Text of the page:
The Hadleigh Branch
The solution came with the proposal for a nominally independent branch line to Bentley, but the railway was quickly absorbed by the EUR and the line was subsequently opened in September 1847. In the ensuing power politics the line was taken over by the ECR, and from 1862 became one of the many branches lines of the Great Eastern Railway.
The new company encouraged trade and passenger and goods traffic developed so that by 1901 there were plans to extend the line as a Light Railway from Hadleigh to Long Melford, there to join up with the Mark Teys to Bury St Edmunds and Cambridge cross country line. Unfortunately this scheme failed after World War I retrenchment came to the Hadleigh branch as local competitive bus services removed much of the passenger traffic from the line.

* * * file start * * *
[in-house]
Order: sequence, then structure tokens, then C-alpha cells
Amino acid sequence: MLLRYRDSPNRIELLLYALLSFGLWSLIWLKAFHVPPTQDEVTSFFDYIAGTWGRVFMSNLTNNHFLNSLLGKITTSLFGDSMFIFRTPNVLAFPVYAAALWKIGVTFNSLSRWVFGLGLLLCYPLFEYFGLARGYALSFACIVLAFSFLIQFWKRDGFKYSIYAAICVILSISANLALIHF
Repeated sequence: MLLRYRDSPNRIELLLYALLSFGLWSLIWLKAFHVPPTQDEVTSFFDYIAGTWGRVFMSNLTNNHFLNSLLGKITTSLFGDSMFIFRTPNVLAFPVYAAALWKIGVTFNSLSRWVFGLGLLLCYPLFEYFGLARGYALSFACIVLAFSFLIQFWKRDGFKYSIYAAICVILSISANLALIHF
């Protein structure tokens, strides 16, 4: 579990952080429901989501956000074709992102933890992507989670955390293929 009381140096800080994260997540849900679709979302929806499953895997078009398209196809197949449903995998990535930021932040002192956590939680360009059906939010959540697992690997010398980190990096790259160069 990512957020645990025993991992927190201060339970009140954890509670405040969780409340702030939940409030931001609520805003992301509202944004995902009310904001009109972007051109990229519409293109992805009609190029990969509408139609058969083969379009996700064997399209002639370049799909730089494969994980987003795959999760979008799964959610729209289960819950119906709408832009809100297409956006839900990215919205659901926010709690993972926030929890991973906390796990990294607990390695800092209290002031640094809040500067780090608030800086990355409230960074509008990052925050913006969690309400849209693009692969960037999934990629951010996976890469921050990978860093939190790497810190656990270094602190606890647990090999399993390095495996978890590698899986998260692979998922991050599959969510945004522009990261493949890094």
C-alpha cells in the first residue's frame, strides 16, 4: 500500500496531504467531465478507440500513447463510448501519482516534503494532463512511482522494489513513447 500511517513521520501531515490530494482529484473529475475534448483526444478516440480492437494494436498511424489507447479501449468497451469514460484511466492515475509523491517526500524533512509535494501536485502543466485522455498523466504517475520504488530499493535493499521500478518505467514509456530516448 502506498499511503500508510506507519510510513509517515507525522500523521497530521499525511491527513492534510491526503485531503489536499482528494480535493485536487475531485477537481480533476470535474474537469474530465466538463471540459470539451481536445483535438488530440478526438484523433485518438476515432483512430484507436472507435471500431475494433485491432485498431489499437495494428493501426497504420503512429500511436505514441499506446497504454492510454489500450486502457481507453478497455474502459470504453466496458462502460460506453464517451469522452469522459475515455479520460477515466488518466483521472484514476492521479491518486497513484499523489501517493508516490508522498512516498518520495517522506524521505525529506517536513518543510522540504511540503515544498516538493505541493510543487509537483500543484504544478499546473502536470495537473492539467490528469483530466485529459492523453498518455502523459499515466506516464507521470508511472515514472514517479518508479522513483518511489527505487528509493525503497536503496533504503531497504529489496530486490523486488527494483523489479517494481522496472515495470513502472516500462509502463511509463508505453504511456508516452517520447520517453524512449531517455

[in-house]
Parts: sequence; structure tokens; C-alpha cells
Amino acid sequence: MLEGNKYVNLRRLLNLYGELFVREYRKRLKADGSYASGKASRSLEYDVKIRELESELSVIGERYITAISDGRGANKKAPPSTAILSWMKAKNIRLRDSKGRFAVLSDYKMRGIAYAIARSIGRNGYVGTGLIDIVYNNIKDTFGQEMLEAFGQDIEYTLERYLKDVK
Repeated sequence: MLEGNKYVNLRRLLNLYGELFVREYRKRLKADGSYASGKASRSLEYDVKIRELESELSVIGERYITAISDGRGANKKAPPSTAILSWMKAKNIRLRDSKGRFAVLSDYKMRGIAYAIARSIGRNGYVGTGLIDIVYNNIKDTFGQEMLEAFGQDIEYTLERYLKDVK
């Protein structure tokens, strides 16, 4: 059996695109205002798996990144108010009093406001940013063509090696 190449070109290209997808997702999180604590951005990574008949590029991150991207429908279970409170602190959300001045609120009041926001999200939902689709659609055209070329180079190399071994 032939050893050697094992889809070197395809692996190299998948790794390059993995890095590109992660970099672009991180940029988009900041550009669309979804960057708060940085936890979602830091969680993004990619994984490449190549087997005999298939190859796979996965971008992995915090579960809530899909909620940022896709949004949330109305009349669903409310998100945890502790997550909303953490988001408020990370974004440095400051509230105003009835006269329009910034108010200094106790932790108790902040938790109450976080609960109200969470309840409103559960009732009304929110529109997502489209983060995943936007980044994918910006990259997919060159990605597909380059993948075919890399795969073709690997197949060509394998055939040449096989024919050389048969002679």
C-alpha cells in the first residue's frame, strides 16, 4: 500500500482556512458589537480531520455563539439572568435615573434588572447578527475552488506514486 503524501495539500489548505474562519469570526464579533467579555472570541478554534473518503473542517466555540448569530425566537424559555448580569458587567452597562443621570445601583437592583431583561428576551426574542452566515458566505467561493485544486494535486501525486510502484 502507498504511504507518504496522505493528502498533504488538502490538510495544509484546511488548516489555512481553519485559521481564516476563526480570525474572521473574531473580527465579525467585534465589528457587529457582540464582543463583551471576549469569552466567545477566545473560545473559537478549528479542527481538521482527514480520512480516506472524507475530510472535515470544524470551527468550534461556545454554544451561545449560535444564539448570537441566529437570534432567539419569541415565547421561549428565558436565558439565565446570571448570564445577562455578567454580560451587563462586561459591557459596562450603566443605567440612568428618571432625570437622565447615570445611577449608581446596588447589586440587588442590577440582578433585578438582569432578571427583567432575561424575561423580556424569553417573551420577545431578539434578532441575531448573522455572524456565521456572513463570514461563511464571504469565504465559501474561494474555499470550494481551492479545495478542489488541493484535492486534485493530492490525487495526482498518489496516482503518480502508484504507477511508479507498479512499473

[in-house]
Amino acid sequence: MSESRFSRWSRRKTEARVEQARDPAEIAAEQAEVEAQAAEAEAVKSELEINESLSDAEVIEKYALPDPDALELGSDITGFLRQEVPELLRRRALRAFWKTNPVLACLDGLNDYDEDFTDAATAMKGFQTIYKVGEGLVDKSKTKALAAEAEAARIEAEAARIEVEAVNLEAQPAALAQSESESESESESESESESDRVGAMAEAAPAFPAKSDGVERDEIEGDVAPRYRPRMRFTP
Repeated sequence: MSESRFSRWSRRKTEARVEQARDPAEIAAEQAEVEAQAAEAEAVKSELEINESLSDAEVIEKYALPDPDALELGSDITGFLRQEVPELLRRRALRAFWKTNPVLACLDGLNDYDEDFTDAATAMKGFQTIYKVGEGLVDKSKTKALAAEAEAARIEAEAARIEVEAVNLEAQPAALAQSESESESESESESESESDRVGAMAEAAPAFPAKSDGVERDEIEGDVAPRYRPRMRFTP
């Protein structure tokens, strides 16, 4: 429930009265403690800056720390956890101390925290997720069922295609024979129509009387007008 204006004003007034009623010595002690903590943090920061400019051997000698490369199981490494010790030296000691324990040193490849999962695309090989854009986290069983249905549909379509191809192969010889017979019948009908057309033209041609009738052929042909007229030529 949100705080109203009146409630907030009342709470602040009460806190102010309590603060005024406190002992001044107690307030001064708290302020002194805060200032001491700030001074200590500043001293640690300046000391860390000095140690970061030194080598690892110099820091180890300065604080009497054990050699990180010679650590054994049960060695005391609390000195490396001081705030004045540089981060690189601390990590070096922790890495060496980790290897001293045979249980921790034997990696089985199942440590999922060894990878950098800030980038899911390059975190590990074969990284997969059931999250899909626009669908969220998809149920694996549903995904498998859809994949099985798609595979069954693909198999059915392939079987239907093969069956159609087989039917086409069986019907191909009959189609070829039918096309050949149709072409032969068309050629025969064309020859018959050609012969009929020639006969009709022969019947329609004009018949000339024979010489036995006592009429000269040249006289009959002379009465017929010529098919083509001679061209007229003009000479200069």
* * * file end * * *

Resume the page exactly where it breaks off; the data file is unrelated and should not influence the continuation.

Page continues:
Despite the introduction of conductor guard working and rationalisation of operating methods and infrastructure, receipts continued to fall and passenger train services were withdrawn from the Hadleigh branch as early as February 1932. Freight traffic, however, continued to prosper accentuated during World War II by military consignments, but after hostilities the ever-encroaching motor lorry took much traffic from the line and the branch was closed in April 1965. Today the trackbed between Raydon Wood and Hadleigh can still be followed as part of the Hadleigh Railway Nature Trail.
The complex story of the scenic Hadleigh Branch is fully documented in the latest of Peter Paye's accounts of East Anglian branch lines.
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